There are three famous mothers in the Bible who carried the Seed. Mary the mother of Jesus, Rahab and Ruth.  Rahab was a harlot and Ruth was not an Israelite but a Moabitess. Ruth married Obed and had a son Jesse who was the father of one of the most famous ancestors of Jesus – David.  He had a gigantic role. He became the king of Israel and was promised that his kingdom would last forever (2Samual 7:16). This was a reference to the divine Kingdom of God whose ruler would be Jesus Christ. One thousand years after David, Jesus was born king of the Jews. (Jesus came from a line of kings). But after David his son Solomon became king and centuries of forward progress (for Israel) were reversed in a single generation. From Abraham, to Isaac, to Jacob… and all the way to King Solomon – were fifteen generations of fathers in the line of the Seed (approximately 1000 years). Along the way the Seed went from a small family, to a large family, to a collection of tribes, to a mighty nation. Just one man (King Solomon) triggered its downfall. But God always had a plan to keep the Seed alive. The kingdom of Israel split into two kingdoms: the ten northern tribes (called “Israel” in Samaria) and two southern tribes (called “Judah” in Jerusalem). To carry out the Seed strategy, God preserved the tribe of Judah. And Judah possessed Jerusalem… and Bethlehem! The next sixteen fathers in line of the Seed were kings. From the reign of Rehoboam (Solomon’s son) when the kingdoms split, the kingdom of Judah lasted for just over three hundred fifty years (and about two hundred years for Israel). These kingdoms were led by mostly evil kings, with occasional good kings. God continued to have His way with the path of the Seed – seeking to fulfil His promise from Genesis 3:15. Keep in mind that these kings (even the most wicked ones) were ancestors to Jesus! It was a dismal decline for Judah - wars, conspiracies, assassinations, take-over attempts etc. Amazingly, the transfer of the Seed was never disrupted. Even though Judah was also taken captive and exiled to a foreign land God had a plan for their eventual return. And why did God plan a return for Judah and not for Israel? Of course… the Seed.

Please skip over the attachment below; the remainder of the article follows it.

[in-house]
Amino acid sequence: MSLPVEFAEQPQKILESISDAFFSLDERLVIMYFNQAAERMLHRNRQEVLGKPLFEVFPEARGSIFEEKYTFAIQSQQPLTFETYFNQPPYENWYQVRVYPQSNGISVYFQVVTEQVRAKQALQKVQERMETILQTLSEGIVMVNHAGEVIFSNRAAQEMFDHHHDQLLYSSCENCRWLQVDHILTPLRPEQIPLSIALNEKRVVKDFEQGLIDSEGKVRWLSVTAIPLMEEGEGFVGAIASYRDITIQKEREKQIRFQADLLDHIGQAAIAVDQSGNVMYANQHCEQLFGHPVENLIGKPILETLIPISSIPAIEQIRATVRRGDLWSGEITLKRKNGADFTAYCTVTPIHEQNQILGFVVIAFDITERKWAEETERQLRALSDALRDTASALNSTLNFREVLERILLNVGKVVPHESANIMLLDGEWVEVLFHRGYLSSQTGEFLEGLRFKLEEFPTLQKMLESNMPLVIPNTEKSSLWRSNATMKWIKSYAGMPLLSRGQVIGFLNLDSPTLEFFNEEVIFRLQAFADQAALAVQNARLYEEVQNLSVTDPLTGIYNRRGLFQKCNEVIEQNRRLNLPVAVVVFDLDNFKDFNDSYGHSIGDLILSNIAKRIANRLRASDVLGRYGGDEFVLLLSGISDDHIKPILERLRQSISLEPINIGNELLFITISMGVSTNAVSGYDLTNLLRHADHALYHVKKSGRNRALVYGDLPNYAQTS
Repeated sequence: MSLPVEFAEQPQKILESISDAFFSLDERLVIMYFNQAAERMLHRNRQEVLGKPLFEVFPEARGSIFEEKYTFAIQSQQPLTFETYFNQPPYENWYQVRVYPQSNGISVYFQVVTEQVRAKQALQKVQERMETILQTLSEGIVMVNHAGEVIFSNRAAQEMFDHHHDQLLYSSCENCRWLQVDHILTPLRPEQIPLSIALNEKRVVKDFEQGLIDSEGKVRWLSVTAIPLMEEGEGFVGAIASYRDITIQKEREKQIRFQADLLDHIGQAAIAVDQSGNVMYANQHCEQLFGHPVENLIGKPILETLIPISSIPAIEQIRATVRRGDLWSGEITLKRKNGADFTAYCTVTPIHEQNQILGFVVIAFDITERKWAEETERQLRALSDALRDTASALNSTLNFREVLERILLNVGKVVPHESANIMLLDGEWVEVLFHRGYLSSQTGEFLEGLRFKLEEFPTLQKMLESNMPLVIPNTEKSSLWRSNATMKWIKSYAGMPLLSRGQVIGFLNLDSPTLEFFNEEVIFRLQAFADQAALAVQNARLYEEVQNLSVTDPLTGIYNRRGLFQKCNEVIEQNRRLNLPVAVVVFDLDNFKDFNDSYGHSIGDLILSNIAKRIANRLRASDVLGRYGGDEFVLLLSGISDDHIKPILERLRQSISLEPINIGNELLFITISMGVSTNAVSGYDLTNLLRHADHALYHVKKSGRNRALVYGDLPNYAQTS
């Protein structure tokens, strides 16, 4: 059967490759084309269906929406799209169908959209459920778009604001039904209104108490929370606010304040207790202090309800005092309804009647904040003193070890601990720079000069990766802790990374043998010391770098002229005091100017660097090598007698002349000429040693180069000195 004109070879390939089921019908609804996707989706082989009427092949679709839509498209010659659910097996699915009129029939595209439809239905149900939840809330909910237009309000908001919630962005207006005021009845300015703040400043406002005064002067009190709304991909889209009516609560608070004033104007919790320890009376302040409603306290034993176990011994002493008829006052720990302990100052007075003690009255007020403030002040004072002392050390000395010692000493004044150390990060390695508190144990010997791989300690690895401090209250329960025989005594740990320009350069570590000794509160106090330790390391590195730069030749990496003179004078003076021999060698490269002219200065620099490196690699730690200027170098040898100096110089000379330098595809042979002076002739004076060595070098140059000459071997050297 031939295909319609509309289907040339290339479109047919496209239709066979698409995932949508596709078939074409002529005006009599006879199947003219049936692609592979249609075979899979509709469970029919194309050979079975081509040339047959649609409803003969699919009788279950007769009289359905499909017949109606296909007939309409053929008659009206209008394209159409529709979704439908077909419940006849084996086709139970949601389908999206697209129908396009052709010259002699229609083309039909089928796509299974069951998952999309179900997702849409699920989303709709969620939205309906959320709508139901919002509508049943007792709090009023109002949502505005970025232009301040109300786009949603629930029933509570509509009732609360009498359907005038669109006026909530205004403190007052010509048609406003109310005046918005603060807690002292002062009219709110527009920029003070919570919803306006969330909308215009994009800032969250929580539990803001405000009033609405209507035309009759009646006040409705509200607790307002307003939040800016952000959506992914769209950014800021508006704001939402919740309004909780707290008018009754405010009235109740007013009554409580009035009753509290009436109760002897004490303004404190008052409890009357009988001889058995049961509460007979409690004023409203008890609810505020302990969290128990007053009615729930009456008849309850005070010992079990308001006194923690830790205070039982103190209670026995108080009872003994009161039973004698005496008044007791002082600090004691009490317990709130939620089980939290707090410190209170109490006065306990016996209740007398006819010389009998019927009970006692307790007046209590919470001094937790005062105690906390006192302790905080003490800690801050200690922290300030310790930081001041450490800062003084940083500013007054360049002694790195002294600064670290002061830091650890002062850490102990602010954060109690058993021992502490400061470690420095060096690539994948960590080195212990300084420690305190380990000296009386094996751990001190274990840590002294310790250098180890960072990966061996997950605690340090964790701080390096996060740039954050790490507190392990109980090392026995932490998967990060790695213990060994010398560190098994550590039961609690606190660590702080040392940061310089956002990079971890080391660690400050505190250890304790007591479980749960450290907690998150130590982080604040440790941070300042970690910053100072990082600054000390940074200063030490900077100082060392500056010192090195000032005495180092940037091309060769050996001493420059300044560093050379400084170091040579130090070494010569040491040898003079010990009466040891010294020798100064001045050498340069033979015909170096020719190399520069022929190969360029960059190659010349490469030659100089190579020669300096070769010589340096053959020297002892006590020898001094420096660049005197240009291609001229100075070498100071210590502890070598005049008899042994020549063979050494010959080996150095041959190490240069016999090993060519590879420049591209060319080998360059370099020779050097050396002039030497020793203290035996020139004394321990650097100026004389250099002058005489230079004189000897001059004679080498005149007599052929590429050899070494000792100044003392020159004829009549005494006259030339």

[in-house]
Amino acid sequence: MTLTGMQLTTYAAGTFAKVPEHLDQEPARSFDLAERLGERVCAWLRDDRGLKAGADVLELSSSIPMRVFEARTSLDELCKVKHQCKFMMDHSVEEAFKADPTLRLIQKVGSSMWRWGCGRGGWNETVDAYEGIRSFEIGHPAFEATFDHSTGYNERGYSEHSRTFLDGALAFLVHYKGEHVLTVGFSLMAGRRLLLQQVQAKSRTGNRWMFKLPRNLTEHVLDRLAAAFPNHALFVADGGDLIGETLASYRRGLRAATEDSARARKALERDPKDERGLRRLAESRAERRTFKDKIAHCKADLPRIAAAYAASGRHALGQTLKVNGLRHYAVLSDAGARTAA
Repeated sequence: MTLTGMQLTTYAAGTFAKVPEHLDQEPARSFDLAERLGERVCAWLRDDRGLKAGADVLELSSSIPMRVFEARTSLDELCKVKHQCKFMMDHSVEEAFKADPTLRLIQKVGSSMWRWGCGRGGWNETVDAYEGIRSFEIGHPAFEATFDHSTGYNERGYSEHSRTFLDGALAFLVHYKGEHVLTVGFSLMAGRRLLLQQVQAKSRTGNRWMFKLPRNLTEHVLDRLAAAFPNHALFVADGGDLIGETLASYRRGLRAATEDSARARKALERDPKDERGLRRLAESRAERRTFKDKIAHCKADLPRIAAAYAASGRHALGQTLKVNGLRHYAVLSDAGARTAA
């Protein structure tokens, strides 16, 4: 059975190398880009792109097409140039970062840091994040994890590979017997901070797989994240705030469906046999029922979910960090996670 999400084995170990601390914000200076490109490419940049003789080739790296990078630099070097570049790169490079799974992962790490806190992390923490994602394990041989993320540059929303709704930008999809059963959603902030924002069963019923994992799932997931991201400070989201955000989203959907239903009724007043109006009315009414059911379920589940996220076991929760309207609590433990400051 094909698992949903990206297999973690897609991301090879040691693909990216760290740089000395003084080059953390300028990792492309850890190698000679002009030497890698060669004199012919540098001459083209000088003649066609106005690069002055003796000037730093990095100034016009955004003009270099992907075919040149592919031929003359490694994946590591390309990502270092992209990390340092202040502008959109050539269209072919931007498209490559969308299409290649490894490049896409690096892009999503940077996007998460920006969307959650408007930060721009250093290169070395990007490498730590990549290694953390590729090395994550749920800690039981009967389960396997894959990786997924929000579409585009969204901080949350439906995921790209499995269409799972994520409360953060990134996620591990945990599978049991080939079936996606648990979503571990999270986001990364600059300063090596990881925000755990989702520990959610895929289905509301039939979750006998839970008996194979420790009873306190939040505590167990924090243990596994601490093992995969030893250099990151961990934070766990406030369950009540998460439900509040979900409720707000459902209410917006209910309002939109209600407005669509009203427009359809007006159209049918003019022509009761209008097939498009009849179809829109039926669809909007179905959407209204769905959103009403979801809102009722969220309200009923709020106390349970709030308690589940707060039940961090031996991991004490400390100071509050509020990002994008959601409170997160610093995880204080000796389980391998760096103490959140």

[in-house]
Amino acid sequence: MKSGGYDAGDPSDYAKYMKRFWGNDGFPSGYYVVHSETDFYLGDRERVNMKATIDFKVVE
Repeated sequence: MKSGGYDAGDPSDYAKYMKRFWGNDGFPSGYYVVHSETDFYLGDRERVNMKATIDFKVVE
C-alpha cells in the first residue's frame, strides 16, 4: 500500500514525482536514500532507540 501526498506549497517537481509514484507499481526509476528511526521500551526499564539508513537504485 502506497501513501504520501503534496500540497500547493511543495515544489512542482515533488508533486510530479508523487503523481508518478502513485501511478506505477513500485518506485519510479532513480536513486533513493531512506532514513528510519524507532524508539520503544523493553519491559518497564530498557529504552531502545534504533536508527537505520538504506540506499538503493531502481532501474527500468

The first half of the Seed journey contains a decorated faith legacy – men like Enoch-Methuselah-Lamech-Noah… and Abraham-Isaac-Jacob… and then men like Boaz and King David. Faithful. God-fearing. Spiritual giants. Yes, they were human and sinned. But grace and forgiveness flowed in and out of the lives of these God-fearing men. But as we enter the era of kings (after Solomon), it feels like a train-wreck for the Seed. It’s difficult to understand how some of these characters ended up in the line of Jesus Christ! Important: The real heroes during this kingdom decline were not the kings but the prophets (with a few rare exceptions i.e. Hezekiah, Josiah). These prophets were not in the line of the Seed. Most were not even from the tribe of Judah (Daniel was an exception). Their role was to warn and tell the kings what God was planning to do. The kings were mostly unreceptive and threatened to kill the prophets. Many prophets died gruesome deaths at the hands of wicked kings. So Judah was captured by Babylon and exiled from their land. The captivity would last 70 years. Babylonian exile was an unexpected detour for the Seed. How would the Seed advance while the people were exiled in a foreign land? There were prophecies of the Messiah… a special baby boy would be born in Bethlehem in about 590 years. But the Seed was stuck in Babylon! (Read Isaiah 7:14 as an example of one of Isaiah’s great prophesies of the Seed.) Important: While Satan was working fervently to destroy the Seed, God was building them for survival! After 70 years, God brought judgment on Babylon (conquered by Cyrus the Great of the Persian Empire) and a remnant of Judah returned to Jerusalem (Jeremiah 25, Isaiah 44:28) to rebuild the city. Enter Zerubbabel (his name meant “The Seed of Babylon.”). He was born in Babylon during Judah’s exile. (Zerubbabel was grandson to the wicked King Jechoniah.)  Zerubbabel fell not only in line of the Seed – but also in a line of history’s famous travellers who helped to transport the Seed during various pivot points. The first was Abraham – transporting the Seed from Ur to Haran to Canaan. Later God used Moses – directing the Seed out of slavery in Egypt. Then roughly 1,000 years later, after an unexpected detour to Babylon, God used Zerubbabel – to get the Seed back to Jerusalem. The Seed was going back home…near Bethlehem. The Seed journey would continue.